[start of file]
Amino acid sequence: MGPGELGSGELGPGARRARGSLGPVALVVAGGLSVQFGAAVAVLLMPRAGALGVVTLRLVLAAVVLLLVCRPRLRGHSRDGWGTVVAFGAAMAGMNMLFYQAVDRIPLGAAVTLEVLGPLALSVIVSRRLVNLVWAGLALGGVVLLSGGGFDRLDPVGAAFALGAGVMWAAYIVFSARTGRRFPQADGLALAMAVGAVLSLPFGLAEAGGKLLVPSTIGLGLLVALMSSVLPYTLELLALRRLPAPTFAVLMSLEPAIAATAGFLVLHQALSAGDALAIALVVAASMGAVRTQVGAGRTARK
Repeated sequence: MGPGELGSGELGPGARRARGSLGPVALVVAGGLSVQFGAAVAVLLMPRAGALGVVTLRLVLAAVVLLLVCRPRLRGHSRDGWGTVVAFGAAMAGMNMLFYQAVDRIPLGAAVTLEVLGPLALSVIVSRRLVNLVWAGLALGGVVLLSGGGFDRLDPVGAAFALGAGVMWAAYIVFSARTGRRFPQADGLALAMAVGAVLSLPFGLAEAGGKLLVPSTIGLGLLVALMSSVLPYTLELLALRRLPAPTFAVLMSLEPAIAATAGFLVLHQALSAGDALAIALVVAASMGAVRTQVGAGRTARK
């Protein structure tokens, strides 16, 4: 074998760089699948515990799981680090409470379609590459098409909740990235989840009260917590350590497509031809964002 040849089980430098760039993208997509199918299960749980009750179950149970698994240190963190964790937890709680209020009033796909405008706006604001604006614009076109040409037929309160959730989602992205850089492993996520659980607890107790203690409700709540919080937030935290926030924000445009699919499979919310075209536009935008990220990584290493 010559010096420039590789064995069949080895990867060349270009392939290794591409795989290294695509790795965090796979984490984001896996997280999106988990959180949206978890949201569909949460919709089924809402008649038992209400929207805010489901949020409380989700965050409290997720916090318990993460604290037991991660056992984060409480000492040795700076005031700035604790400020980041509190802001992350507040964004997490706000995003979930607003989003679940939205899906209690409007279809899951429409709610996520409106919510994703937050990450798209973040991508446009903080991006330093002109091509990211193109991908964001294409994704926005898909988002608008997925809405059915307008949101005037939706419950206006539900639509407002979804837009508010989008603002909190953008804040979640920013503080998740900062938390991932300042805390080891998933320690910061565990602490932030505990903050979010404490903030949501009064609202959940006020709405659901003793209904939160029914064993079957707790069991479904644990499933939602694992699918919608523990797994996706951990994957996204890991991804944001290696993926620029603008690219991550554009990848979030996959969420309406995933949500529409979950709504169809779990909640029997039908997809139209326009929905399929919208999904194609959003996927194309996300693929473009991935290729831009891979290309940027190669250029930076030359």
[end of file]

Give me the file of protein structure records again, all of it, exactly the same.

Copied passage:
Amino acid sequence: MGPGELGSGELGPGARRARGSLGPVALVVAGGLSVQFGAAVAVLLMPRAGALGVVTLRLVLAAVVLLLVCRPRLRGHSRDGWGTVVAFGAAMAGMNMLFYQAVDRIPLGAAVTLEVLGPLALSVIVSRRLVNLVWAGLALGGVVLLSGGGFDRLDPVGAAFALGAGVMWAAYIVFSARTGRRFPQADGLALAMAVGAVLSLPFGLAEAGGKLLVPSTIGLGLLVALMSSVLPYTLELLALRRLPAPTFAVLMSLEPAIAATAGFLVLHQALSAGDALAIALVVAASMGAVRTQVGAGRTARK
Repeated sequence: MGPGELGSGELGPGARRARGSLGPVALVVAGGLSVQFGAAVAVLLMPRAGALGVVTLRLVLAAVVLLLVCRPRLRGHSRDGWGTVVAFGAAMAGMNMLFYQAVDRIPLGAAVTLEVLGPLALSVIVSRRLVNLVWAGLALGGVVLLSGGGFDRLDPVGAAFALGAGVMWAAYIVFSARTGRRFPQADGLALAMAVGAVLSLPFGLAEAGGKLLVPSTIGLGLLVALMSSVLPYTLELLALRRLPAPTFAVLMSLEPAIAATAGFLVLHQALSAGDALAIALVVAASMGAVRTQVGAGRTARK
């Protein structure tokens, strides 16, 4: 074998760089699948515990799981680090409470379609590459098409909740990235989840009260917590350590497509031809964002 040849089980430098760039993208997509199918299960749980009750179950149970698994240190963190964790937890709680209020009033796909405008706006604001604006614009076109040409037929309160959730989602992205850089492993996520659980607890107790203690409700709540919080937030935290926030924000445009699919499979919310075209536009935008990220990584290493 010559010096420039590789064995069949080895990867060349270009392939290794591409795989290294695509790795965090796979984490984001896996997280999106988990959180949206978890949201569909949460919709089924809402008649038992209400929207805010489901949020409380989700965050409290997720916090318990993460604290037991991660056992984060409480000492040795700076005031700035604790400020980041509190802001992350507040964004997490706000995003979930607003989003679940939205899906209690409007279809899951429409709610996520409106919510994703937050990450798209973040991508446009903080991006330093002109091509990211193109991908964001294409994704926005898909988002608008997925809405059915307008949101005037939706419950206006539900639509407002979804837009508010989008603002909190953008804040979640920013503080998740900062938390991932300042805390080891998933320690910061565990602490932030505990903050979010404490903030949501009064609202959940006020709405659901003793209904939160029914064993079957707790069991479904644990499933939602694992699918919608523990797994996706951990994957996204890991991804944001290696993926620029603008690219991550554009990848979030996959969420309406995933949500529409979950709504169809779990909640029997039908997809139209326009929905399929919208999904194609959003996927194309996300693929473009991935290729831009891979290309940027190669250029930076030359």